If you can get them secondhand for a great price and treasure stereo above all, jump on them, provided you're willing to potentially upgrade most of your gear. However, W/Ps are available used for $8-15k, depending on series, and new for 25k, and aren't as fussy, making for a really tough choice... Fortunately, I don't have to, we kept the W/Ps and moved them to the library, where they're content to play from my Accuphase integrated and an iMac. So I can still listen to them any time I want. biggrin.gif


About a million years ago when disposable income was aplenty I had a shot at the Grand Slamm's for (relatively) cheap. Astounding sound but once again with a finicky soundstage requiring you to basically tailor your environment to them. As I was unwilling to do renno's to my residence I gave them a pass. For about a tenth the cost the Watt Puppy's were a far better alternative. Wilson having designed the Watt to replace the KEF's he used for on site monitoring duty, made for an incredibly environment friendly set up. You have to try fairly hard to mess up their imaging and soundstage and unless your listening room is the size of Westminster Abbey they will kick out about all the sound you can stand. If your used prices are accurate, then they would have proved an actual investment had I kept them.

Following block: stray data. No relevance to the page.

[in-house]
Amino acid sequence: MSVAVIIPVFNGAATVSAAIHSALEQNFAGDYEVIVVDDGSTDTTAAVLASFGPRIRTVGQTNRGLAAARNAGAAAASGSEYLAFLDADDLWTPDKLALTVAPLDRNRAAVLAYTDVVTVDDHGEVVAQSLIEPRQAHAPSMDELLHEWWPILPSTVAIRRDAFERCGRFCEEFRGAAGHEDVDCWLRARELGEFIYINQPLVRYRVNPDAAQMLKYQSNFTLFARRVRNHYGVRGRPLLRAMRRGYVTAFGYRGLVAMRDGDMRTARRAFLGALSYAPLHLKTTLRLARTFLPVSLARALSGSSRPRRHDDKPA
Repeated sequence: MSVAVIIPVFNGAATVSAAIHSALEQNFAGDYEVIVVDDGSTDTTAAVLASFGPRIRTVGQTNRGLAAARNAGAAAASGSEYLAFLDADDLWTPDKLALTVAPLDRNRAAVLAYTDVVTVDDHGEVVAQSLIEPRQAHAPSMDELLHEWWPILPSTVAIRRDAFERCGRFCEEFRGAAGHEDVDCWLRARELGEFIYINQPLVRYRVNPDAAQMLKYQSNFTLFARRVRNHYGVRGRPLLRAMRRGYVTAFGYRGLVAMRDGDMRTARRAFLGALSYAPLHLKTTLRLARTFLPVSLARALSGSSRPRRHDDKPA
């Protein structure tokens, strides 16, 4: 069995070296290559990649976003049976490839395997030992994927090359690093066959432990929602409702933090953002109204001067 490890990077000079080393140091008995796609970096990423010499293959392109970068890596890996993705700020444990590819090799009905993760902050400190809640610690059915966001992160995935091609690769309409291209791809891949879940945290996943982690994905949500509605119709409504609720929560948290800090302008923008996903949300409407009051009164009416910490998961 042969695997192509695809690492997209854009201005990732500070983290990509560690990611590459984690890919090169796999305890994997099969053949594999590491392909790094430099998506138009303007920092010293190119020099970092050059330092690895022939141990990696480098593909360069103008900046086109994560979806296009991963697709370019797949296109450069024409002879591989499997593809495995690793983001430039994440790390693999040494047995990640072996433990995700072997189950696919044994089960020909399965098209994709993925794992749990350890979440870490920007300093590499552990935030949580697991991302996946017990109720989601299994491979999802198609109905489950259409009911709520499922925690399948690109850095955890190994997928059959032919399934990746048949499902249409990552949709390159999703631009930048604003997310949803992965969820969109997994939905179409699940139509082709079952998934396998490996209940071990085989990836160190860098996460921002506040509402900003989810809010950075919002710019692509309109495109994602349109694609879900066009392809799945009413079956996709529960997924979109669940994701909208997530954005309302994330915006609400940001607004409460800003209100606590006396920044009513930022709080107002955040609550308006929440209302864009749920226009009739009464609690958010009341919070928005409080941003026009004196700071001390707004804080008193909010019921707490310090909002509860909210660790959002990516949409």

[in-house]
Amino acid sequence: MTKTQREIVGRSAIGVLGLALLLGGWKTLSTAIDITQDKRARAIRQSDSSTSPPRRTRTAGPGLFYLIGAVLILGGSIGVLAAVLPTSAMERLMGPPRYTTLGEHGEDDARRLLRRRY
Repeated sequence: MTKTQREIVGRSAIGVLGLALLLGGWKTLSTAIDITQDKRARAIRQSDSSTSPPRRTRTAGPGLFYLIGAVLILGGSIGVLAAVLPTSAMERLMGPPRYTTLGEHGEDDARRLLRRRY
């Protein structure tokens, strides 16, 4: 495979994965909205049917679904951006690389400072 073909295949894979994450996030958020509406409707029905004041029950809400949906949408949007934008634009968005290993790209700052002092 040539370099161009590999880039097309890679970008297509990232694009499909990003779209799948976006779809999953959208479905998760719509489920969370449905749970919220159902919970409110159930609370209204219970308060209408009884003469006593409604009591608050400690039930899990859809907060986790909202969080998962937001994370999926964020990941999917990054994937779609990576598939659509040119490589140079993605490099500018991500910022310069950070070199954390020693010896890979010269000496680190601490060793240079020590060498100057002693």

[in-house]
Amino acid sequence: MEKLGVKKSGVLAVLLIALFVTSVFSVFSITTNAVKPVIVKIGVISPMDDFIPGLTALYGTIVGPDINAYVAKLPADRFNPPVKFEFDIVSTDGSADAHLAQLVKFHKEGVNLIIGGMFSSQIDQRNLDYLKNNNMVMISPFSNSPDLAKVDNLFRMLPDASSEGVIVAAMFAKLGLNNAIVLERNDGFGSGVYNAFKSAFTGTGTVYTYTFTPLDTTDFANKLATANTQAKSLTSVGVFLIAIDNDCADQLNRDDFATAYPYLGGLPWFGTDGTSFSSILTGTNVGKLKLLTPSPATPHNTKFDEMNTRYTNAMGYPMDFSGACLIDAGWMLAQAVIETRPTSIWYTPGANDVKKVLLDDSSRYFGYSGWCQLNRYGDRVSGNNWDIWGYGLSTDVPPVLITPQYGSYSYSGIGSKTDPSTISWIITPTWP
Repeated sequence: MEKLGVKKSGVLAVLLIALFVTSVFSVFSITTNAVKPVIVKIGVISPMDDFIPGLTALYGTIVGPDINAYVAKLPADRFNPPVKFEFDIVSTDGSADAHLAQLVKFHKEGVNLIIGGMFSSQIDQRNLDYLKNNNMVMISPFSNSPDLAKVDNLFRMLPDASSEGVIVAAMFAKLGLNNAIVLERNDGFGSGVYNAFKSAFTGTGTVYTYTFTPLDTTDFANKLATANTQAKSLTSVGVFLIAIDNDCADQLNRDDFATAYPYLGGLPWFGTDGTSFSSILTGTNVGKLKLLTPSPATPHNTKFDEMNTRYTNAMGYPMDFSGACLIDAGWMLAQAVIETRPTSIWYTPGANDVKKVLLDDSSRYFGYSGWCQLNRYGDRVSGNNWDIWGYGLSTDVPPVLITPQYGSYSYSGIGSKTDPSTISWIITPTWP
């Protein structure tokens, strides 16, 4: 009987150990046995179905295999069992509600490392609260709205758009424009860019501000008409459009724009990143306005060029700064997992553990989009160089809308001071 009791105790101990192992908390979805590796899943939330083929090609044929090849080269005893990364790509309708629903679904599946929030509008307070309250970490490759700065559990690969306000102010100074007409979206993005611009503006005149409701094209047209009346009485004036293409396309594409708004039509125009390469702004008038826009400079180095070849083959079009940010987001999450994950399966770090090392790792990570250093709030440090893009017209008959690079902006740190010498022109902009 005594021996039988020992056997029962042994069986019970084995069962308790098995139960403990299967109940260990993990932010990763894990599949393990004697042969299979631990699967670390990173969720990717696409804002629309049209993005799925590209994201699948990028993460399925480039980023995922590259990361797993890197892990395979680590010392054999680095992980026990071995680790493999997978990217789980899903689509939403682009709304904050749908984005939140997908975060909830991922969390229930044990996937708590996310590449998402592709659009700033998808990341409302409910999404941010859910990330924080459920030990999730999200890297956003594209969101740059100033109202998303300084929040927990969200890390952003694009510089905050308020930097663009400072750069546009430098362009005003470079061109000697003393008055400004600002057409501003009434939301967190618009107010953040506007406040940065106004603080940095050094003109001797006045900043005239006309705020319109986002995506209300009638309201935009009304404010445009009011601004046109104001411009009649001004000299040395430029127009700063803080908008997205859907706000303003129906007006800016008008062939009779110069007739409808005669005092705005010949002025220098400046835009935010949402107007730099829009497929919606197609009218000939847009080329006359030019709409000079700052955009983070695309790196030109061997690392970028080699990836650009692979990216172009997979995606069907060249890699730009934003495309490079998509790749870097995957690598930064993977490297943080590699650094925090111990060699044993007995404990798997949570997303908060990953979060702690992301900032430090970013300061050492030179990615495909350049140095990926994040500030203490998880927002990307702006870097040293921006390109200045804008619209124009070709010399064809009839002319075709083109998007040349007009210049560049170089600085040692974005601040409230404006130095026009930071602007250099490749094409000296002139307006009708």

post #3658 of 9498
Whenever I read about a speaker, I always tend to look at the design from a basic physics standpoint to see if the BS being spouted by the marketers makes any sense. When I look at speakers like the Wilson, it *does* make sense. He's not promising any magical sonics that defy the known laws of the universe. He has big drivers in a big enclosure to create bass, and separate midrange drivers and directional tweeters. And he pays great attention to the crossovers and the phase alignment. The enclosures are very carefully sized and absolutely resonance free. This is speaker design 101 - and by using good fundamentals combined with the absolute best materials and attention to the smallest details - the result is a world class speaker. Easy Peasy... tongue.gif

Now, compare that to the typical BS put out by some speaker manufacturers that want you to believe that sub-bass can be accurately produced by 4" drivers in thin fiberboard enclosures, or that an entire musical spectrum can be produced by two tiny drivers and a handful of low-grade electronic components. rolleyes.gif